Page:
Inspired by his roots in the American Great Plains, Joe Andoe is admired for his minimal landscapes and idealized depictions of horses, dogs, deer, buffalo, wolves and flowers. Joe Andoe was born in 1955 in Tulsa, Oklahoma. Andoe comes from a farming family and is part Cherokee. He earned an M.F.A. from the University of Oklahoma, Norman. He has lived in New York City since 1985. His simple and elegant images of animals and landscapes and soulful sensitivity of his interpretation of his subjects still refer to his roots in the Great Plains.
Andoe's Iris prints are based upon his oil paintings, which are created using an original reductive technique. A heavy, coarse-weave canvas is first primed with white gesso, then covered entirely with a thick, black paint. While the paint is still wet, Andoe incises outlines of the forms that he will create. He then wipes off the paint to reveal the coarse-weave canvas beneath. He will rub a little paint back onto the surface with his fingertip and wipe some off again, but he does not use brushes. The paintings are very tactile with contrasts between the rich, dense velvety blackness of the background paint and the rough texture of the canvas left with remnants of black pigment caught in the weave.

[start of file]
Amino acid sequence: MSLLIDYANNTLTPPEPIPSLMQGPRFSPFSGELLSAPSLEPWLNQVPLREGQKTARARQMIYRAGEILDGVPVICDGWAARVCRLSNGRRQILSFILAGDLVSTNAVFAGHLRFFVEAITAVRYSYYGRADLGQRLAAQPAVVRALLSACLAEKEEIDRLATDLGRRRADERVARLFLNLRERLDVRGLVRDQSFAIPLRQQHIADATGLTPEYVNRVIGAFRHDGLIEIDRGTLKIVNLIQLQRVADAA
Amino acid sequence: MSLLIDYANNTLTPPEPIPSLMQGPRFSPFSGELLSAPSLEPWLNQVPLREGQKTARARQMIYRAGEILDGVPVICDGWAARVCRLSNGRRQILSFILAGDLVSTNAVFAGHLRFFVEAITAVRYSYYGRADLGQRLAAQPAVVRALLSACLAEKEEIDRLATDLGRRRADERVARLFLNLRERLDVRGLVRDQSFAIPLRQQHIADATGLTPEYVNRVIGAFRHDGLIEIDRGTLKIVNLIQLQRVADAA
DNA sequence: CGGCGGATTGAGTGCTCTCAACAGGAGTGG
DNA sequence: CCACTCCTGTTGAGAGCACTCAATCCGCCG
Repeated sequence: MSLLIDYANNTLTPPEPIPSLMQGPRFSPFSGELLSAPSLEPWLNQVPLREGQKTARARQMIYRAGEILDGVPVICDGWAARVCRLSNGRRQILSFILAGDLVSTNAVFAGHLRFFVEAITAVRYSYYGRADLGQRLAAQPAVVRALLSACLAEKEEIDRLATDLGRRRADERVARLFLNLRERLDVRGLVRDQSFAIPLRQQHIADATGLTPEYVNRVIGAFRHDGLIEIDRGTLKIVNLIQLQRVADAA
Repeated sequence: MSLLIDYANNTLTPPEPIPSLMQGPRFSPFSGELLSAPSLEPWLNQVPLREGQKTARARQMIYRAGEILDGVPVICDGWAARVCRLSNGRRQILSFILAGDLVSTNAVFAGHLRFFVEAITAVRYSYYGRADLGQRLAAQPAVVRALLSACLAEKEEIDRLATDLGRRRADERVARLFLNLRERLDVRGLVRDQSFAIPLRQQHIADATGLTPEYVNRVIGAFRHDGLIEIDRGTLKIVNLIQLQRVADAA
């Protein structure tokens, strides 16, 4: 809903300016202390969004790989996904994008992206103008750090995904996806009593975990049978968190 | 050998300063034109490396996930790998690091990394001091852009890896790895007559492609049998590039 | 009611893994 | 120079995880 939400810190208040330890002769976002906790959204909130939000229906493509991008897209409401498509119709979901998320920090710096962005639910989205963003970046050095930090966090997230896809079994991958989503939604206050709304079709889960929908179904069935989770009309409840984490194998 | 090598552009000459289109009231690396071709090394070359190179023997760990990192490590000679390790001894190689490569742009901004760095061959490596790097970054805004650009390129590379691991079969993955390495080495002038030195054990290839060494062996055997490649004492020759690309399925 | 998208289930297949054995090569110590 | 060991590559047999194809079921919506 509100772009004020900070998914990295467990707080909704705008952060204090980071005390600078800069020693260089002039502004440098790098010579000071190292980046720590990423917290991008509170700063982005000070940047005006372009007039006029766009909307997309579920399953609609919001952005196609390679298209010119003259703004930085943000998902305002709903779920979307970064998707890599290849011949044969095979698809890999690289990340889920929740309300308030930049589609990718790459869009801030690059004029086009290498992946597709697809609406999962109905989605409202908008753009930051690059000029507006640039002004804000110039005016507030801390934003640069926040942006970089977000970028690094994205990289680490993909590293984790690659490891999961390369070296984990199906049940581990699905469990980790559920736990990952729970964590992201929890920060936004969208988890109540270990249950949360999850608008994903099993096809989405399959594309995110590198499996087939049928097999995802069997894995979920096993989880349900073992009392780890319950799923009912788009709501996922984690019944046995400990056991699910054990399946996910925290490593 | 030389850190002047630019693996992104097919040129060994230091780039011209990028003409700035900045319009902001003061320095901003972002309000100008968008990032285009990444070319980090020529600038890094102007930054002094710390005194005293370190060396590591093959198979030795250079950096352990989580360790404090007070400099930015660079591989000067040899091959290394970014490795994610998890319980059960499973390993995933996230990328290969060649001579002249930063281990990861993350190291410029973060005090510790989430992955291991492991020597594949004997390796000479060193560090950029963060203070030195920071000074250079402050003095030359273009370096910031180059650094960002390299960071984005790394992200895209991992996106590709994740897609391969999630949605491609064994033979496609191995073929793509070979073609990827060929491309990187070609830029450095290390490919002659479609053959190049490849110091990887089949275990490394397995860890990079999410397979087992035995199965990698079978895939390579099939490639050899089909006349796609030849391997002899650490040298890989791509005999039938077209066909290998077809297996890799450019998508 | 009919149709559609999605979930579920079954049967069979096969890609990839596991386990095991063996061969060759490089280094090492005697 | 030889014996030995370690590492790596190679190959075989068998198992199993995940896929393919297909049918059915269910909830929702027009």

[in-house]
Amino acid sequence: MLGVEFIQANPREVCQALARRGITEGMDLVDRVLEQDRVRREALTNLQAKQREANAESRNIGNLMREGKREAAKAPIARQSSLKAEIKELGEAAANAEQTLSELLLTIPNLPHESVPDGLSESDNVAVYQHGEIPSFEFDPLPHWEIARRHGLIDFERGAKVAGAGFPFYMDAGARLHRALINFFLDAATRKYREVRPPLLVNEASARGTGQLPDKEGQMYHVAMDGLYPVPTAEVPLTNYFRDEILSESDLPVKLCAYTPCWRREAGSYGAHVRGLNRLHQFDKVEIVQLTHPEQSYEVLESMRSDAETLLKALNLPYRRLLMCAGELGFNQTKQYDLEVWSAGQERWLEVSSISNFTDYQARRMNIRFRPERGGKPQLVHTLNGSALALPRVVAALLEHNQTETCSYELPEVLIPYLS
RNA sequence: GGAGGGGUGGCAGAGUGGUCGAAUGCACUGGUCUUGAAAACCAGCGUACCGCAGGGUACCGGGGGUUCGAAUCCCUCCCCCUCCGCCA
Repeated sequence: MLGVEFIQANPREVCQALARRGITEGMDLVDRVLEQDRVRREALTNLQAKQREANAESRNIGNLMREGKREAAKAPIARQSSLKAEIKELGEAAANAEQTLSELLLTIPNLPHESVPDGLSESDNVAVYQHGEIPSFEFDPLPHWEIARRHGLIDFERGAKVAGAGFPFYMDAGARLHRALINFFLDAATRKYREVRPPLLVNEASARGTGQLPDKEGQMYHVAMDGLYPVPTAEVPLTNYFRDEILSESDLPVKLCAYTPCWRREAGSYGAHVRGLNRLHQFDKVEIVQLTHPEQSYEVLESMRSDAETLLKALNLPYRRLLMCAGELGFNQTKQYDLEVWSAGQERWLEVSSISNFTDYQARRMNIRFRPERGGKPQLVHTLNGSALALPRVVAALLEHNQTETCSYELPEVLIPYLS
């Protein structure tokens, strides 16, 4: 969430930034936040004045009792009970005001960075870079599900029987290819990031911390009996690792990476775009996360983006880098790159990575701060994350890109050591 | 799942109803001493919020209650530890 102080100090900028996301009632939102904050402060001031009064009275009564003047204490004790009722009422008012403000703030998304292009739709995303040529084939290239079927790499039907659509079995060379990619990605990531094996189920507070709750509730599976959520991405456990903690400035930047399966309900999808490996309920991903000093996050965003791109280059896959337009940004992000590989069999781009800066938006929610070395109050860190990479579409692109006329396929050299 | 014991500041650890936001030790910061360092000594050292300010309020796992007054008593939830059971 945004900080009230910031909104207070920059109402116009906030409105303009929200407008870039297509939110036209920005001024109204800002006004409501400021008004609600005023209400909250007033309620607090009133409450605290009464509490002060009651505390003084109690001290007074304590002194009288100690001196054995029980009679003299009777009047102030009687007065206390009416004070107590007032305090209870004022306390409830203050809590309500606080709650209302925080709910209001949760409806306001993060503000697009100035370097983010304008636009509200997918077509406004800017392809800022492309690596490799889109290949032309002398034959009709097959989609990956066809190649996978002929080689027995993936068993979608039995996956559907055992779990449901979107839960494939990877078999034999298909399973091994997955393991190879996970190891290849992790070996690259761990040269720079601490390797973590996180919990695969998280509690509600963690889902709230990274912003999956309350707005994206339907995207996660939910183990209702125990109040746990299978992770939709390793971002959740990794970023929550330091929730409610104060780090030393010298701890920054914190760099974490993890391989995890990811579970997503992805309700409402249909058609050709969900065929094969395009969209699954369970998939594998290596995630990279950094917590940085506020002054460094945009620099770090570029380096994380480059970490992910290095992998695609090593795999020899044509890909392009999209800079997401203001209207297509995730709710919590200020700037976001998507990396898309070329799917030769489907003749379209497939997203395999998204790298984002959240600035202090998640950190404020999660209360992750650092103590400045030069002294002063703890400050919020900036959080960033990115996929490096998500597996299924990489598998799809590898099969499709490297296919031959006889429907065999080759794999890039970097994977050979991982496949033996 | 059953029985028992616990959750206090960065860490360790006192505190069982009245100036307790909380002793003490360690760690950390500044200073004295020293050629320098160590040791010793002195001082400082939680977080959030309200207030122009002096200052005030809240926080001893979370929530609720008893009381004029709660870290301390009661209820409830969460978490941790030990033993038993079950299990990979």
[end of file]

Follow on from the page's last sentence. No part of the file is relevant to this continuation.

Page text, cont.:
His signature style is the use of simple foreground subjects that show the remnants of black pigment caught in the weave of the canvas surrounded by a completely dark background.
Andoe has worked with the composition of a single horse within a rectangular or square canvas hung at 90 degrees as a diamond since the early 1990s. He has also painted minimal flat landscapes, flowers, dogs, deer and buffalo. Recently he has started to paint two horses on the canvas for the first time.
His paintings are represented in the permanent collections of: Museum of Modern Art, New York; The Metropolitan Museum of Art, New York; Museum of Fine Art, Boston; the San Diego Museum of Contemporary Art; and St. Louis Museum of Art, St. Louis, MO.